What can the Czech team hope to achieve at the Winter Olympics in Vancouver?
In 2006 the Czech Republic took four medals at the Winter Olympic Games in Turin. This year the Czech team is the biggest, and perhaps the strongest, in history. So what can the Czechs hope to achieve at the Winter Olympics in Vancouver, which get underway on February 12?
Four years ago the Czech Republic took four medals at the Winter Olympics: gold for cross country skier Kateřina Neumannová in the 30 km free, silver for Neumannová in the 15 km combined, silver for cross country skier Lukáš Bauer in the 15 km classic, and bronze for the men’s ice hockey team.
But does bigger necessarily mean stronger? That’s a question I put to sports journalist Tomáš Kohout, who will be covering events in Vancouver.
“It’s true that it is the strongest team because we have many medal chances. I can’t tell you how many medals we will have, because there is a very tight difference between winning a medal and being fourth or fifth, or tenth maybe sometimes. But I guess this Czech team for the Winter Olympics really should be the strongest in history.”
One reason there are a record number of members in the Czech team is that almost all the starting places offered in Vancouver were taken up by the Czech Olympic Committee. Its secretary general Petr Hrubec says even athletes who have little chance of succeeding should be allowed to take part, budget permitting. And he illustrates the Committee’s philosophy with one concrete example.
“For the Summer Olympic Games in Athens we took with us a very young athlete, a javelin thrower called Barbora Špotáková. She was in seventh or eighth place there [actually she finished 23rd]…It was her first Olympic Games. In her second Olympic Games in Beijing she was Olympic champion. And we think if she hadn’t taken part in Athens, she couldn’t have made it in Beijing, to win gold at her first Olympics.
“So we don’t take everyone, but we take those who we feel have achieved a very good effort, very good results. And we wish the best for them.”
Several members of the Czech Olympic Team are already in Canada, preparing for their events. Among them is cross country skier Lukáš Bauer, who recently won the Tour de Ski for the second time in his career, adding to a medals tally that also includes silver from Turin. This time out he will be taking part in the 15 km free and the 50 km classic at the resort of Whistler near Vancouver. I spoke to Bauer at Prague Airport, just before he set off.
“I think after the Tour de Ski and the World Cup in Otepaa, if I stay healthy I have a big chance of fighting with the best for a medal.”
In all honesty, what medals would you be satisfied with, or what results would you be satisfied with?
“I’ll be satisfied with a medal. About the colour, I can say to you now that it doesn’t matter. But I know that my dream is the gold medal, for sure.”
How much do you pay attention to the other members of the Czech team and how they might do? For example who do you think, apart from yourself, could win medals in Vancouver?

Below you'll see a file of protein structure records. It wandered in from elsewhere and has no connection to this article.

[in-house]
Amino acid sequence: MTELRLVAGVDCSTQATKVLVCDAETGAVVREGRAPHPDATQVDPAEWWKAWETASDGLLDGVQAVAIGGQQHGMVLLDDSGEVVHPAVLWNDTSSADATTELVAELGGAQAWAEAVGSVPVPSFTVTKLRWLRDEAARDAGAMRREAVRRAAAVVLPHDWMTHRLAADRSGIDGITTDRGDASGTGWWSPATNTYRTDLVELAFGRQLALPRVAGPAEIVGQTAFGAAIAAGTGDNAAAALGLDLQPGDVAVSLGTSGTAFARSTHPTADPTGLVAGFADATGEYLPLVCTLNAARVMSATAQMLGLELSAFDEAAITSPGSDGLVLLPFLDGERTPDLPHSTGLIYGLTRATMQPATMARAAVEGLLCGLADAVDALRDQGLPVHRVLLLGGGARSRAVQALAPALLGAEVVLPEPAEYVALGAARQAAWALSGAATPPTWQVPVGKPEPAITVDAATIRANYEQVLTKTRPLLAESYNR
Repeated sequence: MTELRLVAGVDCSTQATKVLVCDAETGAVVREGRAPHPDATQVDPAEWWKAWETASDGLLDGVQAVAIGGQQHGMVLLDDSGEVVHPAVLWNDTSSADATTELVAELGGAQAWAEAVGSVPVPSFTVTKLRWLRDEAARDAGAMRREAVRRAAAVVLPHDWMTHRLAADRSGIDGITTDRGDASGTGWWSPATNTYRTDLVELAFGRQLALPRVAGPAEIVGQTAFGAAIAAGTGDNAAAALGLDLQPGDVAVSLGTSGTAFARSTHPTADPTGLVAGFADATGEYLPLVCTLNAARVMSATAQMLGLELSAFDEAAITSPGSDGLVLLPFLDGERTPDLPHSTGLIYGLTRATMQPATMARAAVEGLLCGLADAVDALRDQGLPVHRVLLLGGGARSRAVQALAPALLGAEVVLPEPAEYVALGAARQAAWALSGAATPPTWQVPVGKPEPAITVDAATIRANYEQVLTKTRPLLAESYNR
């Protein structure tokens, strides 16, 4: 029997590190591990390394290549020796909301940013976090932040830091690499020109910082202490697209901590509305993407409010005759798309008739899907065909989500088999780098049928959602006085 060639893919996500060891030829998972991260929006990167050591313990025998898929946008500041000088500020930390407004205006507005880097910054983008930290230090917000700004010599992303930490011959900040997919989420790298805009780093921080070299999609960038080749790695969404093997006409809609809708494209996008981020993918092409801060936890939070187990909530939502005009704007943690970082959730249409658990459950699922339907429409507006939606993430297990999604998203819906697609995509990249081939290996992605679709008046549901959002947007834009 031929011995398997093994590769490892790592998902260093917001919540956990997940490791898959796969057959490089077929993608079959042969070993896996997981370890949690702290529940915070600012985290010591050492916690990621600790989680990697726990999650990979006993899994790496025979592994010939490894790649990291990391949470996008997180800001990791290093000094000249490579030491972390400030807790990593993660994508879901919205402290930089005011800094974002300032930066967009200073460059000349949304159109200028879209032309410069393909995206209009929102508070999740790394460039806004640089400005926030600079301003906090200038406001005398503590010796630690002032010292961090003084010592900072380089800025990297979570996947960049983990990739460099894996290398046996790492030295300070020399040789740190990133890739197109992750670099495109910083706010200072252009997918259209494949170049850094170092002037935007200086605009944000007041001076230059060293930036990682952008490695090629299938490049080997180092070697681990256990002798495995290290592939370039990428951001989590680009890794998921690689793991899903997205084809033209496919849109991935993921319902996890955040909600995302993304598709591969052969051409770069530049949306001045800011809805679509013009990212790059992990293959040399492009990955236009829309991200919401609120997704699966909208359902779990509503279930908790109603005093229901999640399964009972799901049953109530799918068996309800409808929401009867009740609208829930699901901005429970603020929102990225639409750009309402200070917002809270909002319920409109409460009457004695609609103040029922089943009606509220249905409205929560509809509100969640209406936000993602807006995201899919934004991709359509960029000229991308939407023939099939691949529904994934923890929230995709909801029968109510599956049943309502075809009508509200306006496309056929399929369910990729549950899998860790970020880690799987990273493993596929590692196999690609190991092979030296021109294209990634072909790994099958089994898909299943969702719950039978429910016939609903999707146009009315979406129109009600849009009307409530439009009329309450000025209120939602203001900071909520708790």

“I think the biggest favourite for top results is Martina Sáblíková…Tomáš Kraus, Šárka Záhrobská, and we will see about the others.”
Some of Bauer’s tips for success in Vancouver were echoed by journalist Tomáš Kohout.
“Ski-cross is in the Olympics for the first time and the four-time winner of the World Cup and world champion Tomáš Kraus is one of the big favourites.”
Are there any names people might not know so well who could cause a surprise and bring a medal home to the Czech Republic?
“Maybe our team in cross country skiing, Martin Koukal and Dušan Kožíšek, because you never know when these two are together what can happen. They were third in Obersdorf in 2005 at the World Championships. And again Kožíšek together with [Milan] Šperl in Sappor in 2007…so they can run a very good team sprint in cross country.
“And also the speed skater Karolína Erbanová who is the gold medalist from the European Championships in the 500 metres. Again a sport without any fixed point, I guess, is short track, in which Kateřina Novotná could also be very good.”
“We hope for a miracle, but in my own personal experience, the miracle couldn’t be repeated. But we still hope and there are always a lot of factors. We don’t know who we’re going to play with. We hope and expect that we’ll do a very good job in our group, and then it’s always in the stars who our opponents will be. But if there is a medal that will be great. Even bronze – we will take it.”
At the last Winter Olympics in Turin the Czechs took home four medals. How many would you regard as satisfactory this time?
“I think four medals would be satisfactory, even though we hope for more. But four or five, that would be great.”
There have been stories in the Czech media that too much success could prove costly for the Czech Olympic Committee. It has set financial reward for medals, including a 10-million crown bonus for the country’s hockey team if they take gold. However, the Olympic Committee doesn’t actually have that much money. Petr Hrubec continues.
“You know, you have to plan. And how can you plan how many medals whoever will win? We plan between seven and eight million crowns for the rewards. And if the ice hockey team wins, it’s 10 million crowns, and we don’t have this money yet and we didn’t plan it in our budget.
“Of course if they do it, we promise to pay it, we hope to get the money somewhere. We hope the Ministry of Education and Sport could help us, or our partners. I think it’s a great opportunity for one of our partners to be the one who will help with this kind of reward. We can imagine that could happen.”